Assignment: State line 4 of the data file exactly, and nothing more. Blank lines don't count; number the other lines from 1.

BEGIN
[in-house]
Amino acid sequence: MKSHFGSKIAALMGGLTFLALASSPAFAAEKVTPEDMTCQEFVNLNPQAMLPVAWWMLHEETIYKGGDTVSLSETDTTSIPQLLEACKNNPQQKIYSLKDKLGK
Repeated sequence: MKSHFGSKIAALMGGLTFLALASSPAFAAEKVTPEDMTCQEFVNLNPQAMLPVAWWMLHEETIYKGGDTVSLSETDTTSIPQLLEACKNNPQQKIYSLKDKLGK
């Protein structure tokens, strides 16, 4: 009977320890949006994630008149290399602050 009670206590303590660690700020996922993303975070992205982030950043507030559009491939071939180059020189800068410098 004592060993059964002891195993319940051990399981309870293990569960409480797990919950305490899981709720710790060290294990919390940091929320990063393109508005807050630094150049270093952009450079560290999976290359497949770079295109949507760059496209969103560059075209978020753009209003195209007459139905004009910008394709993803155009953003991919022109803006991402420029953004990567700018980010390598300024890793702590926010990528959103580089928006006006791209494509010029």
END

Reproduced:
């Protein structure tokens, strides 16, 4: 009977320890949006994630008149290399602050 009670206590303590660690700020996922993303975070992205982030950043507030559009491939071939180059020189800068410098 004592060993059964002891195993319940051990399981309870293990569960409480797990919950305490899981709720710790060290294990919390940091929320990063393109508005807050630094150049270093952009450079560290999976290359497949770079295109949507760059496209969103560059075209978020753009209003195209007459139905004009910008394709993803155009953003991919022109803006991402420029953004990567700018980010390598300024890793702590926010990528959103580089928006006006791209494509010029």